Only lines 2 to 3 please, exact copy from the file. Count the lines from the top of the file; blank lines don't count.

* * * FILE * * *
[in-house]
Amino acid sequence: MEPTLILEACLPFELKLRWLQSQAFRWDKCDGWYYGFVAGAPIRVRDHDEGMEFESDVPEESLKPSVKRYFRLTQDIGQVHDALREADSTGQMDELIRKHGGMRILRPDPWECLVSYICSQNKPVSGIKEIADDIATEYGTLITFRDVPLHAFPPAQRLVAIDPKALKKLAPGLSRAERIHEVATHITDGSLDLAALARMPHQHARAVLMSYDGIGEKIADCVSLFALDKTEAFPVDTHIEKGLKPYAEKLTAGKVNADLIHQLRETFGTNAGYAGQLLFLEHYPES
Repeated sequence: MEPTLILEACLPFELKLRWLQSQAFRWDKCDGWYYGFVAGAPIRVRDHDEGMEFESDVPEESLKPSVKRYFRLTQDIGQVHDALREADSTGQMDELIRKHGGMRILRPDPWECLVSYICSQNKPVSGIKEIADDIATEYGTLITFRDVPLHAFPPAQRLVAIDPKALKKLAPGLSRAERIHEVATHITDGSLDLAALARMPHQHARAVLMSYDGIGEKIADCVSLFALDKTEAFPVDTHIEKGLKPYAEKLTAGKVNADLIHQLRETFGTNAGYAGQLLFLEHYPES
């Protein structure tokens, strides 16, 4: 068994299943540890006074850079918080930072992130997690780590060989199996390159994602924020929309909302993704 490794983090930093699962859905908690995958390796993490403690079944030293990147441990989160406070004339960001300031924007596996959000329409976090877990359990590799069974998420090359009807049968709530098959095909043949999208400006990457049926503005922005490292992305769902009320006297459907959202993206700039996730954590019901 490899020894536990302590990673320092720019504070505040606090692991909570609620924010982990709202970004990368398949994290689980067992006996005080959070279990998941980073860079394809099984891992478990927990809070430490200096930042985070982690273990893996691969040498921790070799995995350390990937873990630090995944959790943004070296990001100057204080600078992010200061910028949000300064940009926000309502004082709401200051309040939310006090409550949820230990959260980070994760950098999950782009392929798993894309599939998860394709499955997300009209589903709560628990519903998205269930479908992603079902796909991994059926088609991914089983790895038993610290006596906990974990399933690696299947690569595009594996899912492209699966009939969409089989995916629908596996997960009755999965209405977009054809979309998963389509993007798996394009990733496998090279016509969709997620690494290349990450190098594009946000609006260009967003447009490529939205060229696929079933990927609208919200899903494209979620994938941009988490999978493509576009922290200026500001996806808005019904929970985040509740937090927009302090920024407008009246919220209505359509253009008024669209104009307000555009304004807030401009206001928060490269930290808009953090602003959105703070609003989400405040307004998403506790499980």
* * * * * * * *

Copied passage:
Amino acid sequence: MEPTLILEACLPFELKLRWLQSQAFRWDKCDGWYYGFVAGAPIRVRDHDEGMEFESDVPEESLKPSVKRYFRLTQDIGQVHDALREADSTGQMDELIRKHGGMRILRPDPWECLVSYICSQNKPVSGIKEIADDIATEYGTLITFRDVPLHAFPPAQRLVAIDPKALKKLAPGLSRAERIHEVATHITDGSLDLAALARMPHQHARAVLMSYDGIGEKIADCVSLFALDKTEAFPVDTHIEKGLKPYAEKLTAGKVNADLIHQLRETFGTNAGYAGQLLFLEHYPES
Repeated sequence: MEPTLILEACLPFELKLRWLQSQAFRWDKCDGWYYGFVAGAPIRVRDHDEGMEFESDVPEESLKPSVKRYFRLTQDIGQVHDALREADSTGQMDELIRKHGGMRILRPDPWECLVSYICSQNKPVSGIKEIADDIATEYGTLITFRDVPLHAFPPAQRLVAIDPKALKKLAPGLSRAERIHEVATHITDGSLDLAALARMPHQHARAVLMSYDGIGEKIADCVSLFALDKTEAFPVDTHIEKGLKPYAEKLTAGKVNADLIHQLRETFGTNAGYAGQLLFLEHYPES